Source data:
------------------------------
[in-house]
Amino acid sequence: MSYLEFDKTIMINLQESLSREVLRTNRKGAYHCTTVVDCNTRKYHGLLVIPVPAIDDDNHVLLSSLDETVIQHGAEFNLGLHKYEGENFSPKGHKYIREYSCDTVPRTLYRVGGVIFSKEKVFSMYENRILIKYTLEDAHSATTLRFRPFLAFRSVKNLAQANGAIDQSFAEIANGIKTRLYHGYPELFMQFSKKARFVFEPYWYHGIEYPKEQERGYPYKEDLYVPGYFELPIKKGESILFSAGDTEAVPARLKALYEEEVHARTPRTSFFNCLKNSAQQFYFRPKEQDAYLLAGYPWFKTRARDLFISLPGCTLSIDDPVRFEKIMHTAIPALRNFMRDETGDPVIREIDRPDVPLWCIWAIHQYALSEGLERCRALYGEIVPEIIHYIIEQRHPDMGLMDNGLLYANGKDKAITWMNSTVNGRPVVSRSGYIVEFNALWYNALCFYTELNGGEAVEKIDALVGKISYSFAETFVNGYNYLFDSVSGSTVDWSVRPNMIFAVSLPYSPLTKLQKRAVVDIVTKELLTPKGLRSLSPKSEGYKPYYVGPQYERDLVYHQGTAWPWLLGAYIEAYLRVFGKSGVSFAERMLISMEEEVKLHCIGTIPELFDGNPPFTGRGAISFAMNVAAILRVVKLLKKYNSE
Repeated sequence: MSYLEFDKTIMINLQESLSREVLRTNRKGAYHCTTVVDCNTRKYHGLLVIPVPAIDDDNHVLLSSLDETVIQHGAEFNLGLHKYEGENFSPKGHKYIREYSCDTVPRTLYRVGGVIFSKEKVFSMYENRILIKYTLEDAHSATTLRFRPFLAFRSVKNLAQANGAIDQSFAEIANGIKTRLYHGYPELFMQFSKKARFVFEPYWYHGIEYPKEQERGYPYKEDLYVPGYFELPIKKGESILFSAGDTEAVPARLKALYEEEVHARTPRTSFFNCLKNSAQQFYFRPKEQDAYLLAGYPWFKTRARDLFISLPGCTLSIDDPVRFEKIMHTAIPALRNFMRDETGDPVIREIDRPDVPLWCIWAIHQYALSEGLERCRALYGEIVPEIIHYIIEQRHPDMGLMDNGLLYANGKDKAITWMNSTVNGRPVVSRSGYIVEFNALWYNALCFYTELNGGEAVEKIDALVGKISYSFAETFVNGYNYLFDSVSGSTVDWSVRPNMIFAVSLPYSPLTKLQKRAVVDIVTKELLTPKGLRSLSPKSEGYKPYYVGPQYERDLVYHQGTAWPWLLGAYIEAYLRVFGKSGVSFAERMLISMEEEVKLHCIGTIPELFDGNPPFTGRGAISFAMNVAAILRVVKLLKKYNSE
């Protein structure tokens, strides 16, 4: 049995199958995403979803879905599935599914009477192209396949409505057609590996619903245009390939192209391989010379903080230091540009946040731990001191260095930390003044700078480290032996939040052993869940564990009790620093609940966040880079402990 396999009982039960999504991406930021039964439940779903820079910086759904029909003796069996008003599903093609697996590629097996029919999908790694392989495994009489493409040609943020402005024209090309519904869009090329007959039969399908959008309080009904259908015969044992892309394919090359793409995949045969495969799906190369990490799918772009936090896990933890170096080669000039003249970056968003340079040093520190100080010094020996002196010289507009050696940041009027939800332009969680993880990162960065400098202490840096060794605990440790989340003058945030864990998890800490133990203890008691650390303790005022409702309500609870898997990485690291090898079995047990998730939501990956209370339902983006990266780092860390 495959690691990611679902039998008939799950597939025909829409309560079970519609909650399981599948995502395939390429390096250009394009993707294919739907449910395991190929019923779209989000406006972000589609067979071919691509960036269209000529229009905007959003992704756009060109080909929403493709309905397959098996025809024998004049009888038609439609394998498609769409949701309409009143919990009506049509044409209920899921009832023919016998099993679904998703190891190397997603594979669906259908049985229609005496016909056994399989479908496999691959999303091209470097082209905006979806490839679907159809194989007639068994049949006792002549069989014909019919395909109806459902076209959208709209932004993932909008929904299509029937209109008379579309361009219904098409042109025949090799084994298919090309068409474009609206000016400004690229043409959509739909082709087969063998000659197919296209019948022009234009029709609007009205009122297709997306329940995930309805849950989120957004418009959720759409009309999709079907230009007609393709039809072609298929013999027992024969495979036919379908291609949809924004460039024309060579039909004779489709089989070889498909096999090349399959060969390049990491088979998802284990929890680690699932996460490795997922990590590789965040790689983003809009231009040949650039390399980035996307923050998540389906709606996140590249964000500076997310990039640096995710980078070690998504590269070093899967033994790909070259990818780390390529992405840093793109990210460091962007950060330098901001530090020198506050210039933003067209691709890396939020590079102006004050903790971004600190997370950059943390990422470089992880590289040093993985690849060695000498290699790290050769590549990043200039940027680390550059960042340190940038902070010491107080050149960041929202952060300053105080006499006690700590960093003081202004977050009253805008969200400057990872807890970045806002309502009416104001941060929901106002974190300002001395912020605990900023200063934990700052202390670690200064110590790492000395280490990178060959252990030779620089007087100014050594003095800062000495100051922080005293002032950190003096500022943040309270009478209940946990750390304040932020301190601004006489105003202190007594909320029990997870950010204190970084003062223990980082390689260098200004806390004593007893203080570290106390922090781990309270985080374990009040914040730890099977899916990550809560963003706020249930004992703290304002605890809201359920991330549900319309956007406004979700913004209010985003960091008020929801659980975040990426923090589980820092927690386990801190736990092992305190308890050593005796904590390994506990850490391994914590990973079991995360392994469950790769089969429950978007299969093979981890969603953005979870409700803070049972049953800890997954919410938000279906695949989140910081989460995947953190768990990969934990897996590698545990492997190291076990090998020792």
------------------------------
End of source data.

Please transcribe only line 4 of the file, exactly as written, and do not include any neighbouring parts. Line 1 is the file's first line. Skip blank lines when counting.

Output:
């Protein structure tokens, strides 16, 4: 049995199958995403979803879905599935599914009477192209396949409505057609590996619903245009390939192209391989010379903080230091540009946040731990001191260095930390003044700078480290032996939040052993869940564990009790620093609940966040880079402990 396999009982039960999504991406930021039964439940779903820079910086759904029909003796069996008003599903093609697996590629097996029919999908790694392989495994009489493409040609943020402005024209090309519904869009090329007959039969399908959008309080009904259908015969044992892309394919090359793409995949045969495969799906190369990490799918772009936090896990933890170096080669000039003249970056968003340079040093520190100080010094020996002196010289507009050696940041009027939800332009969680993880990162960065400098202490840096060794605990440790989340003058945030864990998890800490133990203890008691650390303790005022409702309500609870898997990485690291090898079995047990998730939501990956209370339902983006990266780092860390 495959690691990611679902039998008939799950597939025909829409309560079970519609909650399981599948995502395939390429390096250009394009993707294919739907449910395991190929019923779209989000406006972000589609067979071919691509960036269209000529229009905007959003992704756009060109080909929403493709309905397959098996025809024998004049009888038609439609394998498609769409949701309409009143919990009506049509044409209920899921009832023919016998099993679904998703190891190397997603594979669906259908049985229609005496016909056994399989479908496999691959999303091209470097082209905006979806490839679907159809194989007639068994049949006792002549069989014909019919395909109806459902076209959208709209932004993932909008929904299509029937209109008379579309361009219904098409042109025949090799084994298919090309068409474009609206000016400004690229043409959509739909082709087969063998000659197919296209019948022009234009029709609007009205009122297709997306329940995930309805849950989120957004418009959720759409009309999709079907230009007609393709039809072609298929013999027992024969495979036919379908291609949809924004460039024309060579039909004779489709089989070889498909096999090349399959060969390049990491088979998802284990929890680690699932996460490795997922990590590789965040790689983003809009231009040949650039390399980035996307923050998540389906709606996140590249964000500076997310990039640096995710980078070690998504590269070093899967033994790909070259990818780390390529992405840093793109990210460091962007950060330098901001530090020198506050210039933003067209691709890396939020590079102006004050903790971004600190997370950059943390990422470089992880590289040093993985690849060695000498290699790290050769590549990043200039940027680390550059960042340190940038902070010491107080050149960041929202952060300053105080006499006690700590960093003081202004977050009253805008969200400057990872807890970045806002309502009416104001941060929901106002974190300002001395912020605990900023200063934990700052202390670690200064110590790492000395280490990178060959252990030779620089007087100014050594003095800062000495100051922080005293002032950190003096500022943040309270009478209940946990750390304040932020301190601004006489105003202190007594909320029990997870950010204190970084003062223990980082390689260098200004806390004593007893203080570290106390922090781990309270985080374990009040914040730890099977899916990550809560963003706020249930004992703290304002605890809201359920991330549900319309956007406004979700913004209010985003960091008020929801659980975040990426923090589980820092927690386990801190736990092992305190308890050593005796904590390994506990850490391994914590990973079991995360392994469950790769089969429950978007299969093979981890969603953005979870409700803070049972049953800890997954919410938000279906695949989140910081989460995947953190768990990969934990897996590698545990492997190291076990090998020792």